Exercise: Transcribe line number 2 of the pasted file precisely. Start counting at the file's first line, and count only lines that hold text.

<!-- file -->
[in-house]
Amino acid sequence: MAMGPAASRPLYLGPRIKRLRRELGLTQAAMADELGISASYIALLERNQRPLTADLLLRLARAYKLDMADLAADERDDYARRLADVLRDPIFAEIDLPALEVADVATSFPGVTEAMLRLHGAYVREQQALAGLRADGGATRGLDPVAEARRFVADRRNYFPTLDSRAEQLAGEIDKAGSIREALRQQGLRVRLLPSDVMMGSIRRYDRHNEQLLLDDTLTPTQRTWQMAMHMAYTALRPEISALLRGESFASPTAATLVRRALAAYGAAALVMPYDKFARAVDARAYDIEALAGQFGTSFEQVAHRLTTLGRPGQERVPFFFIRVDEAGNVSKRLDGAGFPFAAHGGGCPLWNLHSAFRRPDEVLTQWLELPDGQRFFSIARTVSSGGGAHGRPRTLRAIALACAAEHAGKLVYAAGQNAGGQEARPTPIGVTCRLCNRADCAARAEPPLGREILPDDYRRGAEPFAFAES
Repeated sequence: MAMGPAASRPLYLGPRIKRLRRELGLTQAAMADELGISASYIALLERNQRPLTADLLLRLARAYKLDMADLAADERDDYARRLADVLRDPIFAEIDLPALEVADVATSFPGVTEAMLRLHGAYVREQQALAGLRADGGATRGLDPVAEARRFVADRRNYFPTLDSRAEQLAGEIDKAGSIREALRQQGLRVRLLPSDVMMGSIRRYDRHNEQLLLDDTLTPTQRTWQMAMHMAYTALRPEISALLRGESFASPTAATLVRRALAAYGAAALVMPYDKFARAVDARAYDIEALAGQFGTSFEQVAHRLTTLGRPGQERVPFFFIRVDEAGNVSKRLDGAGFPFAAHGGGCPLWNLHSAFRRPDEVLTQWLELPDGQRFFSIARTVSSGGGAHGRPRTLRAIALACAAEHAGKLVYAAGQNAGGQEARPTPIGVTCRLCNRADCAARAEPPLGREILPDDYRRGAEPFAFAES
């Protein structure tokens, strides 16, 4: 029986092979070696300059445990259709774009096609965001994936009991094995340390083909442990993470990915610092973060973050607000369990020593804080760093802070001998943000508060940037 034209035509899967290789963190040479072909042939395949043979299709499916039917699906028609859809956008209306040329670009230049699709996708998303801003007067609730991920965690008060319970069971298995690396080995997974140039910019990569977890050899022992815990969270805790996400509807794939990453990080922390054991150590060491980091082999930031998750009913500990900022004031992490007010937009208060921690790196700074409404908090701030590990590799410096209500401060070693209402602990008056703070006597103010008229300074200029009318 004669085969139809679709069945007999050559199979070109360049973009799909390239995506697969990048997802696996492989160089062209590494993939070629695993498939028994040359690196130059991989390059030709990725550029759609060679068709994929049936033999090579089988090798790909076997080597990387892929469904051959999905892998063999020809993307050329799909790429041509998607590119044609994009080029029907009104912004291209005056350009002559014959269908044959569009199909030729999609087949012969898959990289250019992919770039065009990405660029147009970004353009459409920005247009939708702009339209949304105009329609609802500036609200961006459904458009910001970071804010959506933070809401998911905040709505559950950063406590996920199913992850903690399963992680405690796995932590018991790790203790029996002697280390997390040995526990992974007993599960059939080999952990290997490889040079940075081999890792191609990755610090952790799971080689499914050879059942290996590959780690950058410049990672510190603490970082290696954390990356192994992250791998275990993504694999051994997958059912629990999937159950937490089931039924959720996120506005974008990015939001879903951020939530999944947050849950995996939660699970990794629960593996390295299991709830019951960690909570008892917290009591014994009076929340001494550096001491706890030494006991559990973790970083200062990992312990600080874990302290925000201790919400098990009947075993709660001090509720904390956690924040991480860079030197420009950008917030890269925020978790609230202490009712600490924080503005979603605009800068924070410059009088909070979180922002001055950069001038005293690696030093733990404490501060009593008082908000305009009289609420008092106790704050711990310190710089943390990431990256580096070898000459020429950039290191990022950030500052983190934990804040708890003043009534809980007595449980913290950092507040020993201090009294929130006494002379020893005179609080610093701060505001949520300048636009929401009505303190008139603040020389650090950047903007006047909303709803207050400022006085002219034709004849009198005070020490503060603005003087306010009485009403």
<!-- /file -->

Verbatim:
Amino acid sequence: MAMGPAASRPLYLGPRIKRLRRELGLTQAAMADELGISASYIALLERNQRPLTADLLLRLARAYKLDMADLAADERDDYARRLADVLRDPIFAEIDLPALEVADVATSFPGVTEAMLRLHGAYVREQQALAGLRADGGATRGLDPVAEARRFVADRRNYFPTLDSRAEQLAGEIDKAGSIREALRQQGLRVRLLPSDVMMGSIRRYDRHNEQLLLDDTLTPTQRTWQMAMHMAYTALRPEISALLRGESFASPTAATLVRRALAAYGAAALVMPYDKFARAVDARAYDIEALAGQFGTSFEQVAHRLTTLGRPGQERVPFFFIRVDEAGNVSKRLDGAGFPFAAHGGGCPLWNLHSAFRRPDEVLTQWLELPDGQRFFSIARTVSSGGGAHGRPRTLRAIALACAAEHAGKLVYAAGQNAGGQEARPTPIGVTCRLCNRADCAARAEPPLGREILPDDYRRGAEPFAFAES